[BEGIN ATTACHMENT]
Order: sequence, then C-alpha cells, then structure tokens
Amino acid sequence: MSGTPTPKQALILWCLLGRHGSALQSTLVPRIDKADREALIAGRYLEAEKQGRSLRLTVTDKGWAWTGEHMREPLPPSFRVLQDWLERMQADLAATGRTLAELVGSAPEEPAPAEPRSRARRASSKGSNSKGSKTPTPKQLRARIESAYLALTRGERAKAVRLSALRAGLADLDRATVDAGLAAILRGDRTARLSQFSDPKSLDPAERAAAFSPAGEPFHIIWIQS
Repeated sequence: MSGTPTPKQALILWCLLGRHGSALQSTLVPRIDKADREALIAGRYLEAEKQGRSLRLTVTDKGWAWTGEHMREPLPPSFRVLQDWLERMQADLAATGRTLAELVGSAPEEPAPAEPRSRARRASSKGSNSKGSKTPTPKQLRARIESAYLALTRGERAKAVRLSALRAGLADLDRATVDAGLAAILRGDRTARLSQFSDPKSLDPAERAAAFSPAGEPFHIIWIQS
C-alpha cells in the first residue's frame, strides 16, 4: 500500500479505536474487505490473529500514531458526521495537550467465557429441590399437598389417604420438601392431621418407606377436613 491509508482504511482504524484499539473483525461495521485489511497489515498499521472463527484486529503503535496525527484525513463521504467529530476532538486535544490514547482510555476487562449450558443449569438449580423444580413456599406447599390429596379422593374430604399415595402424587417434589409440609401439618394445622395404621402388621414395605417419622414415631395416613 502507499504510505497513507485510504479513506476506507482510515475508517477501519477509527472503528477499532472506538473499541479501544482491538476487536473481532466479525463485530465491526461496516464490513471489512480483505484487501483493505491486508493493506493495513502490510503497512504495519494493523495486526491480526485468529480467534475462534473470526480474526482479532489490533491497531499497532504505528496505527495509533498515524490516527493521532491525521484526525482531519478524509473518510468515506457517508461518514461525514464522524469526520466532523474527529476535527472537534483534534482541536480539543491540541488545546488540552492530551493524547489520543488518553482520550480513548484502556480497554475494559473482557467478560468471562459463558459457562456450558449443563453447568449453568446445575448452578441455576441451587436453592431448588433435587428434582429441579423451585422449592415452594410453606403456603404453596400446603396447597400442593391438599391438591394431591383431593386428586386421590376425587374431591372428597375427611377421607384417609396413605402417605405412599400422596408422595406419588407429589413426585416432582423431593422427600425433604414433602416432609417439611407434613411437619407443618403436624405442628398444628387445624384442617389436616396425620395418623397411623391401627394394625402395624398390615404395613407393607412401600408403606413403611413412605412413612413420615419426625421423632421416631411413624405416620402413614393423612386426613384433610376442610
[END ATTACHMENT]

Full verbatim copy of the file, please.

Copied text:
Order: sequence, then C-alpha cells, then structure tokens
Amino acid sequence: MSGTPTPKQALILWCLLGRHGSALQSTLVPRIDKADREALIAGRYLEAEKQGRSLRLTVTDKGWAWTGEHMREPLPPSFRVLQDWLERMQADLAATGRTLAELVGSAPEEPAPAEPRSRARRASSKGSNSKGSKTPTPKQLRARIESAYLALTRGERAKAVRLSALRAGLADLDRATVDAGLAAILRGDRTARLSQFSDPKSLDPAERAAAFSPAGEPFHIIWIQS
Repeated sequence: MSGTPTPKQALILWCLLGRHGSALQSTLVPRIDKADREALIAGRYLEAEKQGRSLRLTVTDKGWAWTGEHMREPLPPSFRVLQDWLERMQADLAATGRTLAELVGSAPEEPAPAEPRSRARRASSKGSNSKGSKTPTPKQLRARIESAYLALTRGERAKAVRLSALRAGLADLDRATVDAGLAAILRGDRTARLSQFSDPKSLDPAERAAAFSPAGEPFHIIWIQS
C-alpha cells in the first residue's frame, strides 16, 4: 500500500479505536474487505490473529500514531458526521495537550467465557429441590399437598389417604420438601392431621418407606377436613 491509508482504511482504524484499539473483525461495521485489511497489515498499521472463527484486529503503535496525527484525513463521504467529530476532538486535544490514547482510555476487562449450558443449569438449580423444580413456599406447599390429596379422593374430604399415595402424587417434589409440609401439618394445622395404621402388621414395605417419622414415631395416613 502507499504510505497513507485510504479513506476506507482510515475508517477501519477509527472503528477499532472506538473499541479501544482491538476487536473481532466479525463485530465491526461496516464490513471489512480483505484487501483493505491486508493493506493495513502490510503497512504495519494493523495486526491480526485468529480467534475462534473470526480474526482479532489490533491497531499497532504505528496505527495509533498515524490516527493521532491525521484526525482531519478524509473518510468515506457517508461518514461525514464522524469526520466532523474527529476535527472537534483534534482541536480539543491540541488545546488540552492530551493524547489520543488518553482520550480513548484502556480497554475494559473482557467478560468471562459463558459457562456450558449443563453447568449453568446445575448452578441455576441451587436453592431448588433435587428434582429441579423451585422449592415452594410453606403456603404453596400446603396447597400442593391438599391438591394431591383431593386428586386421590376425587374431591372428597375427611377421607384417609396413605402417605405412599400422596408422595406419588407429589413426585416432582423431593422427600425433604414433602416432609417439611407434613411437619407443618403436624405442628398444628387445624384442617389436616396425620395418623397411623391401627394394625402395624398390615404395613407393607412401600408403606413403611413412605412413612413420615419426625421423632421416631411413624405416620402413614393423612386426613384433610376442610